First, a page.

We need stronger global coordination. The responsibility for controlling pandemics is fragmented, spread across too many players with no unifying authority. In Guinea we forged a response out of an amalgam of over 30 organizations, each of which had its own priorities. In Ebola’s aftermath, there have been calls for a mechanismfor responding to pandemics similar to the advance planning and training that NATO has in place for its numerous members to respond to military threats in a quick, coordinated fashion.
This is the right thinking, but we are far from seeing it happen. The errors that allowed Ebola to become a crisis replayed with Zika, and the WHO, which should anchor global action, continues to suffer from a lack of credibility.
Stronger Local Health Systems
International actors are essential but cannot parachute into countries and navigate local dynamics quickly enough to contain outbreaks. In Guinea it took months to establish the ground game needed to stop the pandemic, with Ebola continuing to spread in the meantime. We need to help developing countries establish health systems that can provide routine care and, when needed, coordinate with international responders to contain new outbreaks.
Local health systems could be established for about half of the $3.6 billionultimately spent on creating an Ebola response from scratch. Access to routine care is also essential for knowing when an outbreak is taking root and establishing trust. For months, Ebola spread before anyone knew it was happening, and then lingered because communities who had never had basic health care doubted the intentions of foreigners flooding into their villages. The turning point in the pandemic came when they began to trust what they were hearing about Ebola and understood what they needed to do to halt its spread: identify those exposed and safely bury the dead.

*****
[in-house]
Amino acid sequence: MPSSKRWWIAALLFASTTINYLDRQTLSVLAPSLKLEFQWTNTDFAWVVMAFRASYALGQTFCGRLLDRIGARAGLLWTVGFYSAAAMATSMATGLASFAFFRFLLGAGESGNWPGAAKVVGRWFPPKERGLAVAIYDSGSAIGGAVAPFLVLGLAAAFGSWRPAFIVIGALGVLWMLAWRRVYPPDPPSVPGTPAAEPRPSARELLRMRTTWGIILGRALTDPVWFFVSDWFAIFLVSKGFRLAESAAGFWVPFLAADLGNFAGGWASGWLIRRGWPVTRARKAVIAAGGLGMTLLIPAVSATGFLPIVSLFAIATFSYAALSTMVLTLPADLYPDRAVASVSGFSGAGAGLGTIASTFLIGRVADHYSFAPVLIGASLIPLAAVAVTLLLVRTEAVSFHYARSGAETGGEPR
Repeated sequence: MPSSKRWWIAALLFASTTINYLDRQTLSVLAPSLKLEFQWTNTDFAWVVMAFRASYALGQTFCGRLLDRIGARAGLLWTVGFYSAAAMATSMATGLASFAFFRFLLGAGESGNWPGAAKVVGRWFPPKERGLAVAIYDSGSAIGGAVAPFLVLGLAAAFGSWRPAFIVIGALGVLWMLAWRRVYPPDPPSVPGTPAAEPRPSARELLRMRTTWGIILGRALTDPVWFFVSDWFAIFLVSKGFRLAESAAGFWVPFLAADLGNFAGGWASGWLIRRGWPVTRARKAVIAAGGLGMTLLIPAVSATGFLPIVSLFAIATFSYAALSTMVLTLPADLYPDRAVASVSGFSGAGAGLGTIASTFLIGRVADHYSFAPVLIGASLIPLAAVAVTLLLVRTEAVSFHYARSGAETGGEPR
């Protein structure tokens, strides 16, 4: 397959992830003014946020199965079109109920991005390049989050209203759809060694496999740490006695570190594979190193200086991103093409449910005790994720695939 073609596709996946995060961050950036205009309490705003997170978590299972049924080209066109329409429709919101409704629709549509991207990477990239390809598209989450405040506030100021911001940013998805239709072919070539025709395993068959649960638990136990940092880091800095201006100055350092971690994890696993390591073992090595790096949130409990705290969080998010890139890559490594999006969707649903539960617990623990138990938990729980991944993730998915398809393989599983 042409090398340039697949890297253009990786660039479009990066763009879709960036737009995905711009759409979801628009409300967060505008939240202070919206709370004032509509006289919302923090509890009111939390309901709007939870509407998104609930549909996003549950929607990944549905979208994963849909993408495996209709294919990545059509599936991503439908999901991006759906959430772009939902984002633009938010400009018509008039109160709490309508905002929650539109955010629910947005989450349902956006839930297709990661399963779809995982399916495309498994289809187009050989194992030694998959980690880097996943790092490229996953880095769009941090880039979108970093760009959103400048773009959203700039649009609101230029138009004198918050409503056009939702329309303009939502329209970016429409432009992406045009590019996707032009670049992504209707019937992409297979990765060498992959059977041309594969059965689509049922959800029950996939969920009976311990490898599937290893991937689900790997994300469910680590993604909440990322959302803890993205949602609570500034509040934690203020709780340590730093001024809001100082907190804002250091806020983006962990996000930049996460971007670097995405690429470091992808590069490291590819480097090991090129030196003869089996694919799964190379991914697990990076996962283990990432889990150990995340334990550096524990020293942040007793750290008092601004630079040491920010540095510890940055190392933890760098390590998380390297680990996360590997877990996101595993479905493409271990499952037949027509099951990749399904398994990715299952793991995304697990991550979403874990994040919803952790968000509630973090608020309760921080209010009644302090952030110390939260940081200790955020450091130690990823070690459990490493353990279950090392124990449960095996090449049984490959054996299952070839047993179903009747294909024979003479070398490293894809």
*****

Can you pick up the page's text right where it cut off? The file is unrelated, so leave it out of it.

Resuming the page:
With Ebola and Zika, we lacked these four things — vaccines, diagnostics, global coordination, and local health systems — which are still urgently needed. However, prevailing political headwinds in the United States, which has played a key role in combatting pandemics around the world, threaten to make things worse. The Trump administration is seeking drastic budget cuts in funding for foreign aid and scientific research. The U.S. State Department and U.S. Agency for International Development may lose over one-third of their budgets, including half of the funding the U.S. usually provides to the UN. The National Institutes of Health, which has been on the vanguard of vaccines and diagnostics research, may also face cuts. The Centers for Disease Control and Prevention, which has been at the forefront of responding to outbreaks, remains without a director, and, if the Affordable Care Act is repealed, would lose $891 million, 12% of its overall budget, provided to it for immunization programs, monitoring and responding to outbreaks, and other public health initiatives.
Investing in our ability to prevent and contain pandemics through revitalized national and international institutions should be our shared goal. However, if U.S. agencies become less able to respond to pandemics, leading institutions from other nations, such as Institut Pasteur and the National Institute of Health and Medical Research in France, the Wellcome Trust and London School of Hygiene and Tropical Medicine in the UK, and nongovernmental organizations (NGOs have done instrumental research and response work in previous pandemics), would need to step in to fill the void.
There is no border wall against disease. Pandemics are an existential threat on par with climate change and nuclear conflict. We are at a critical crossroads, where we must either take the steps needed to prepare for this threat or become even more vulnerable. It is only a matter of time before we are hit by a deadlier, more contagious pandemic. Will we be ready?